Despite Jodorowsky’s passion and innovative approach, the project ultimately failed to secure funding. The budget was estimated between $9-20 million, a significant amount for a science fiction film at a time when movie studios at-large were struggling to stay afloat. Over $2 million had already been spent during two and a half years of development by the time French businessman Michael Seydoux got cold feet and withdrew additional funding. The 12-hour episodic structure was unappealing to other investors, who preferred a more traditional, commercially viable film. Jodorowsky’s uncompromising vision and refusal to compromise on his artistic goals also led to creative differences with potential backers. The project’s collapse was a disappointment for Jodorowsky and his team, but their innovative ideas and concept art continue to inspire filmmakers and fans of the novel. In retrospect, the project’s failure can be attributed not only to its ambitious scope and unconventional nature, but also to a lack of understanding and support from the film industry, which was not ready for such a radical departure from traditional filmmaking. The question remains if the venture would have been worth the investment. Jodorowsky’s appeal is and remains somewhat niche, and his planned liberties with the source material could have alienated the built-in fanbase. And it’s impossible to say if he could have maintained his ambitious planned involvement from industry heavy hitters. His next project Tusk (not to be confused with the Kevin Smith film) garnered only limited distribution, and he never achieved a production on the scale of his ambitions for Dune. But he certainly didn’t lack passion or vision for the project, and that passion and vision endure.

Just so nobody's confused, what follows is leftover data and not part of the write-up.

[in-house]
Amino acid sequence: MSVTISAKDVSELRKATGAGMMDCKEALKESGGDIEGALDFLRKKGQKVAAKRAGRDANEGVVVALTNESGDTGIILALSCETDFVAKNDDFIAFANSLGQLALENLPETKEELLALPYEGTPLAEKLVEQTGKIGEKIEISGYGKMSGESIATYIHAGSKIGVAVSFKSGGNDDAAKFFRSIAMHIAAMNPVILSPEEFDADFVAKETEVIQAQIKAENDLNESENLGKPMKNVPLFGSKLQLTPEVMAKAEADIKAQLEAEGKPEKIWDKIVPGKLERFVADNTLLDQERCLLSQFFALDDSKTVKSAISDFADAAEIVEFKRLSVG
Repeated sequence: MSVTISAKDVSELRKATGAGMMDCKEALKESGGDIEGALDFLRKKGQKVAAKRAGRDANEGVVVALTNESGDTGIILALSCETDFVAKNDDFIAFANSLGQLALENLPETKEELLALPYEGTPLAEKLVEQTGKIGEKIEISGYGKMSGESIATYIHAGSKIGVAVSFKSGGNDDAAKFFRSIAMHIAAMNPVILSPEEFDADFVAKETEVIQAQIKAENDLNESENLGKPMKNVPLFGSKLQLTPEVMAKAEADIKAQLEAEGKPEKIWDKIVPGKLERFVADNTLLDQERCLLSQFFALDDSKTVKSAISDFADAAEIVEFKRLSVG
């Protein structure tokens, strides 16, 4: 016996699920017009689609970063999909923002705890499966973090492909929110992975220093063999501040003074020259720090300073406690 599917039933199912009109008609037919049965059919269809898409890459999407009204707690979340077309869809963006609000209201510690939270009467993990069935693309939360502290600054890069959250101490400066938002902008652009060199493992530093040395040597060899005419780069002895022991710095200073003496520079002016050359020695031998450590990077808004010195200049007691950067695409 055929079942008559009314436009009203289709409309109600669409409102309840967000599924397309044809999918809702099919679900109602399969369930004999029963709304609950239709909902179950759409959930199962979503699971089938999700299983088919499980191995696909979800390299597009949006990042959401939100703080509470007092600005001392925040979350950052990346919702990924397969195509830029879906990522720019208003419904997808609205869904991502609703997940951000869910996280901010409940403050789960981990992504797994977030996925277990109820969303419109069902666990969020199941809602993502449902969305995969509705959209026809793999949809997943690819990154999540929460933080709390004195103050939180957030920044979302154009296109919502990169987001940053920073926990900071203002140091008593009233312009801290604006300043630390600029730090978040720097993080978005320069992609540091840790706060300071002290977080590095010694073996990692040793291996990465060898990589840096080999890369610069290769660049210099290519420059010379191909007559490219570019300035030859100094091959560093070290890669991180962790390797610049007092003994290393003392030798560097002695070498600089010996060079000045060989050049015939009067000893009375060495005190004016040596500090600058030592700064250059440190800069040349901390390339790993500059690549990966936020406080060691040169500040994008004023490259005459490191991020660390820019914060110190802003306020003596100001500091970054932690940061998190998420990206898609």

Although Jodorowsky’s Dune was never made, its influence can be seen in many subsequent sci-fi films, including Ridley Scott’s Alien. The biomechanical aesthetic that Giger developed for Jodorowsky’s Dune was later used in Alien and the movie used much of Jodorowsky’s creative team. So it’s entirely possible that if the team was tied up making Dune, then Alien is either different or delayed, which would create a domino effect that resonates throughout film history. 

unmade dune

The award-winning documentary Jodorowsky’s Dune (2013) chronicles the making of the unmade film, offering a fascinating glimpse into Jodorowsky’s creative process and the innovative techniques he developed to bring the novel to life. In 2015, a script appeared for sale on eBay, purporting to be from the project (also check out this great, in-depth site for more on the project) Jodorowsky himself dismissed it as fake, but it turned out to be almost identical to the official copies he gave out to backers of his crowdfunding project in 2018. The film’s concept art, designed by H.R. Giger and Jean “Moebius” Giraud, has become iconic in the world of science fiction, influencing the visual style of countless films and books. Giger’s designs for the Harkonnens’ fortress city, Arrakeen, featured a blend of organic and industrial elements, while Giraud’s illustrations of the Fremen warriors showcased their stillsuits and weaponry in intricate detail. Jodorowsky and Giraud reimagined their concepts into a critically acclaimed graphic novel series, The Incal, first published in 1980.

Jodorowsky’s Dune lives on